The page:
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ACL Surgery

The anterior cruciate ligament (ACL) is one of the four major ligaments of the knee. Twisting or pivoting movements are what cause the ACL to strain or tear.

Ligaments are strong, dense structures made of connective tissues that help stabilize a joint. The ACL connects the femur to the tibia and helps provide stability to the knee and minimize stress across the knee joint.

acl2ACL tears occur in athletes participating in cutting and pivoting sports such as basketball, football, soccer, and skiing. The athlete typically feels a “pop” or a tearing sensation and experiences swelling within six hours of the injury. The most common injury associated with ACL tears is a meniscus tear. It is well recognized that there is an increased incidence of ACL tears in female athletes.

ACL strains can sometimes be treated with physical therapy and muscle strengthening, however, most complete tears require surgery in active patients. Modern ACL surgery involves completely removing the torn ligament and reconstructing the torn ACL using a minimally invasive arthroscopic technique. The most common grafts used to reconstruct a torn ACL are the patella tendon, hamstring tendons, or cadaver tissue (allograft). Each graft offers specific advantages and disadvantages, so it is important to understand the differences.

Patellar Tendon Graft

The patellar tendon is a flat, broad tendon with bone attached to both ends. The central third of the tendon can be used along with bone plugs from the patella and tibia for reconstruction of the anterior cruciate ligament (ACL).

This graft has a very long and successful track record. It has been considered the “gold standard” for ACL reconstruction. The advantages of this graft include excellent strength and stiffness, and ability to obtain early bone-to-bone healing of the graft due to the presence of bone plugs on each end of the graft. The bone plugs heal quickly to the surrounding bone resulting in rapid incorporation of the graft.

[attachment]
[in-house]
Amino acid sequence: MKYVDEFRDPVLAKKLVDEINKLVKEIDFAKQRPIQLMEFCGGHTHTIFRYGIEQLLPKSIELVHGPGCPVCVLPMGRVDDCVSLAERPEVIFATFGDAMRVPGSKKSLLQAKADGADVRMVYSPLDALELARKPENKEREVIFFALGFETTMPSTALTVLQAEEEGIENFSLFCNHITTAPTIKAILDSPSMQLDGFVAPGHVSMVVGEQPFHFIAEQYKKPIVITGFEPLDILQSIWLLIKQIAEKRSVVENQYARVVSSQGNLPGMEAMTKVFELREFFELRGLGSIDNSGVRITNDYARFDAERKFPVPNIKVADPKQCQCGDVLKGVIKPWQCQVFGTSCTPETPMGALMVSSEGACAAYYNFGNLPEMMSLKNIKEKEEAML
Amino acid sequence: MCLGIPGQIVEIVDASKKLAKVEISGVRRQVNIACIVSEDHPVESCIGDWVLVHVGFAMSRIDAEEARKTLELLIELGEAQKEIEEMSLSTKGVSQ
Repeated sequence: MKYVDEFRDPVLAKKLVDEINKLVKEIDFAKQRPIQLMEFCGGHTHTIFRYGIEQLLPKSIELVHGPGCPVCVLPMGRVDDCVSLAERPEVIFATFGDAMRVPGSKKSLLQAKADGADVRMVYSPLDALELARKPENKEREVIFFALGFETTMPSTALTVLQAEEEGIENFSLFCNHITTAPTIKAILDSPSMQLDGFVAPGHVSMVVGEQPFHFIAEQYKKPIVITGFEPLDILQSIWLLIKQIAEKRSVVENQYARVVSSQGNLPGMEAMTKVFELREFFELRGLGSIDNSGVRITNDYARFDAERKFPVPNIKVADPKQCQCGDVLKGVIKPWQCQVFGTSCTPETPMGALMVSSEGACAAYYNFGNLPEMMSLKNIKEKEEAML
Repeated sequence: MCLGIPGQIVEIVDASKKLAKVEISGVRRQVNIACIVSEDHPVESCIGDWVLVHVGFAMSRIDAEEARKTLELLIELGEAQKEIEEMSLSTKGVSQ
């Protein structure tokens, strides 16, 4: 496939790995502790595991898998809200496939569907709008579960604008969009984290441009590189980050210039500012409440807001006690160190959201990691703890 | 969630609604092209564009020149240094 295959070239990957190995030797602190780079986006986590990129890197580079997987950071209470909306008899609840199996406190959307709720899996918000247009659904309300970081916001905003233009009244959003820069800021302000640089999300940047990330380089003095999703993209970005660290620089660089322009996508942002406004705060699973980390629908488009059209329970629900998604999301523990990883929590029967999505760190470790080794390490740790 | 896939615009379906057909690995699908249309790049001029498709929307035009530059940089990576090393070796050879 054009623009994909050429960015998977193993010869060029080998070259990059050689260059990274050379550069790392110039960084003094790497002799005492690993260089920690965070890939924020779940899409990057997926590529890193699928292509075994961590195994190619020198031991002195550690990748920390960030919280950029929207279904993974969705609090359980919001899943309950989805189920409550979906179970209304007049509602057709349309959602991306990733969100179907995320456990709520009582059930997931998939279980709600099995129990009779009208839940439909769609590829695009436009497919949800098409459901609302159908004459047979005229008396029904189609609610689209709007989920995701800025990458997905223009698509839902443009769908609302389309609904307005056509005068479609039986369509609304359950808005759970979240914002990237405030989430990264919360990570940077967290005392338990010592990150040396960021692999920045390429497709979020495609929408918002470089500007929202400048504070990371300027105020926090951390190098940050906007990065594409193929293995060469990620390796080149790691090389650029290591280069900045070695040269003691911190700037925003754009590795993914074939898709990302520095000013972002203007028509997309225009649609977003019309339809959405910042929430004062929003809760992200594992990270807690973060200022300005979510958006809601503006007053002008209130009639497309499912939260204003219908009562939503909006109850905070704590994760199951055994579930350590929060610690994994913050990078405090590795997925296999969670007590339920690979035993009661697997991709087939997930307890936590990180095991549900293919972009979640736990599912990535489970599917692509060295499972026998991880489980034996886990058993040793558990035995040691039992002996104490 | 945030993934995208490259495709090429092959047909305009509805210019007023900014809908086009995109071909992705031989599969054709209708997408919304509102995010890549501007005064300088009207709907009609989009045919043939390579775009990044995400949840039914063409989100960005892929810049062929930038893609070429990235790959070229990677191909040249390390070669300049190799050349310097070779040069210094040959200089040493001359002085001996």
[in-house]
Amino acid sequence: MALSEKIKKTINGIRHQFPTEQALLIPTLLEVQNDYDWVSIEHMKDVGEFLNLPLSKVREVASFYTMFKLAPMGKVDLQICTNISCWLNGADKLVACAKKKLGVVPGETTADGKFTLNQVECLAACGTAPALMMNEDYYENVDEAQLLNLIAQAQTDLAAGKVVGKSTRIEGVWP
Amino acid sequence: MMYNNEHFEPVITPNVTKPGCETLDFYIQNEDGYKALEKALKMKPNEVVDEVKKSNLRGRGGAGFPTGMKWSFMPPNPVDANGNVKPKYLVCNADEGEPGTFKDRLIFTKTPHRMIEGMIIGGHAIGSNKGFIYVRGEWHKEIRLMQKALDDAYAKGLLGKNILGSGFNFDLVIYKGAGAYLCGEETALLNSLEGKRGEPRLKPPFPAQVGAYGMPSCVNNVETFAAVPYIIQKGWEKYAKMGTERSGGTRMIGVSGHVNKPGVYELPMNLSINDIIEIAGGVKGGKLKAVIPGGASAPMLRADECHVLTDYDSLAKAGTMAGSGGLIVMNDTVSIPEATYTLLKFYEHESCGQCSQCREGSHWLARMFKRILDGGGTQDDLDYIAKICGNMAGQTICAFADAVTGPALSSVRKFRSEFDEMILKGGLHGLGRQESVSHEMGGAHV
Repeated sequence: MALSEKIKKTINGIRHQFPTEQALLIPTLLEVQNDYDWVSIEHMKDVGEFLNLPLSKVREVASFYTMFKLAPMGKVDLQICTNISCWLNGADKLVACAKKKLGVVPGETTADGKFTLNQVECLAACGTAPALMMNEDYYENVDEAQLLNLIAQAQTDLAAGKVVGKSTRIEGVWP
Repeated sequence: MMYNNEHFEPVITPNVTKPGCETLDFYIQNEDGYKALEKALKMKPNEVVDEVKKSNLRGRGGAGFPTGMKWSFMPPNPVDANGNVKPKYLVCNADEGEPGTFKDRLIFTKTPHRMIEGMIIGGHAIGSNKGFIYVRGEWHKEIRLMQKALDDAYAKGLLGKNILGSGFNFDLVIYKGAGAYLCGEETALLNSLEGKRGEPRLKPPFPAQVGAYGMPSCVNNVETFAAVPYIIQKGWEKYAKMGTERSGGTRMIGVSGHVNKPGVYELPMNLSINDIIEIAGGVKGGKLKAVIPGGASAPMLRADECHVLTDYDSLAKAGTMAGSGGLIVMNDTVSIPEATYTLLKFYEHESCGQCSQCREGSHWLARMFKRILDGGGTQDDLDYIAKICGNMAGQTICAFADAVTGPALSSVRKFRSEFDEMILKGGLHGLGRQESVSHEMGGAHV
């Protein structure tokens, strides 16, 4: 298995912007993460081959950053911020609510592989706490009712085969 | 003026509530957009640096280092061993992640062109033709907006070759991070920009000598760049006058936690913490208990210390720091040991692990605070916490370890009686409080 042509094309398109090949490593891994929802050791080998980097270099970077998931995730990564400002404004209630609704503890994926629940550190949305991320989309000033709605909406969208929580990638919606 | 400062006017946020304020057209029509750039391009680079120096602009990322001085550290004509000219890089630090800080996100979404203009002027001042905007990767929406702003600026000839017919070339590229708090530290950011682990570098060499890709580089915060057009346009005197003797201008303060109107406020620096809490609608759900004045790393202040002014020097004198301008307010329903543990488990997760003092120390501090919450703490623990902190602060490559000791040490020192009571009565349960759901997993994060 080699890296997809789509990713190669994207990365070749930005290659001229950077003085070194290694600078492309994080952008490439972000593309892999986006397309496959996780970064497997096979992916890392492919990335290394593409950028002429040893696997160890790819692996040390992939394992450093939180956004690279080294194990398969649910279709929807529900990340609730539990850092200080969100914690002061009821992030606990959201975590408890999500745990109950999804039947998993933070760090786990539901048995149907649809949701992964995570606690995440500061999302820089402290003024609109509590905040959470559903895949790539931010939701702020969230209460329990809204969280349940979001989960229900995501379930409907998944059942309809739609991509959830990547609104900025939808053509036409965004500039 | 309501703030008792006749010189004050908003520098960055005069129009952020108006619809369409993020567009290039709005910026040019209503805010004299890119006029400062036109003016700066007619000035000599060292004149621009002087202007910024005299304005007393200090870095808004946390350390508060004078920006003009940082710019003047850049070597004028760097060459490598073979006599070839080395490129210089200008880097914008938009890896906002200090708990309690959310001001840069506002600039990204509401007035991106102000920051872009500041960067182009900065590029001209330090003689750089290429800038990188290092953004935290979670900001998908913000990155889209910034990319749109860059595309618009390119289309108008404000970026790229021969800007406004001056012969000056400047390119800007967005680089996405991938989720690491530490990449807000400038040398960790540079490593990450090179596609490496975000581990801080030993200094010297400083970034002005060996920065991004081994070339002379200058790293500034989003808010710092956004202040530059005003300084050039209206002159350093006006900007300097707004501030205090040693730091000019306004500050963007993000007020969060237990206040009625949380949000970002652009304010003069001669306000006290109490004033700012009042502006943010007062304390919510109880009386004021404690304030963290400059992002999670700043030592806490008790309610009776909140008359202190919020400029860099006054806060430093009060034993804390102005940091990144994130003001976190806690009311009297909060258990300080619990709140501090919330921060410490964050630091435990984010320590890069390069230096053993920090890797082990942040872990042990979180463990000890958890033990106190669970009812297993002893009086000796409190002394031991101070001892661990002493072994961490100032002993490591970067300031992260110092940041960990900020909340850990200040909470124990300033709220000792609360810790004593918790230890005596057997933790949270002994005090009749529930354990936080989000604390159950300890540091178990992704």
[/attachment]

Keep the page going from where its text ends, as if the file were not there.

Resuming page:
Patellar tendon autograft has the best long-term results in terms of stability and has been shown to have a mean strength that is approximately 168% of the normal ACL. It has been associated with anterior knee discomfort in some patients.

Hamstring Graft

The hamstring muscles are located in the back of the thigh and their function is to bend or flex the knee. The hamstring tendons connect these muscles to bone. Hamstring tendon grafts have evolved over time and have proven to provide good stability for anterior cruciate ligament (ACL) reconstruction. Typically two hamstring tendons (gracilis and semitendinosus) are used to create a four-bundled graft.

The advantages of this graft include less anterior knee pain and less postoperative stiffness. This graft has been associated with long-term laxity and hamstring weakness. The size of the graft varies from person to person depending on their anatomy.

Allograft

Allograft tissue is graft material that is taken from a deceased person. The graft is typically sterilized with radiation and is stored as frozen tissue in a tissue bank. This tissue is used to reconstruct the anterior cruciate ligament (ACL) using the same techniques used for autograft reconstruction.

Commonly used allograft tissue include patellar tendon allograft, achilles tendon allograft, and hamstring allograft. Allografts have been shown to provide good stability for ACL reconstruction. They are often used in multi-ligamentous injuries (multiple ligament injuries), revision ACL surgeries, and patients looking for a quicker recovery or less donor site pain.

Concerns with allograft have included laxity and disease transmission (which is extremely rare). Extensive testing is done on all allografts to minimize this risk of disease transmission. No tissue matching is required for allograft ACL reconstruction. The risk of failure (re-tearing of the ACL) is higher with allograft than with autograft tissue, especially in young active patients.

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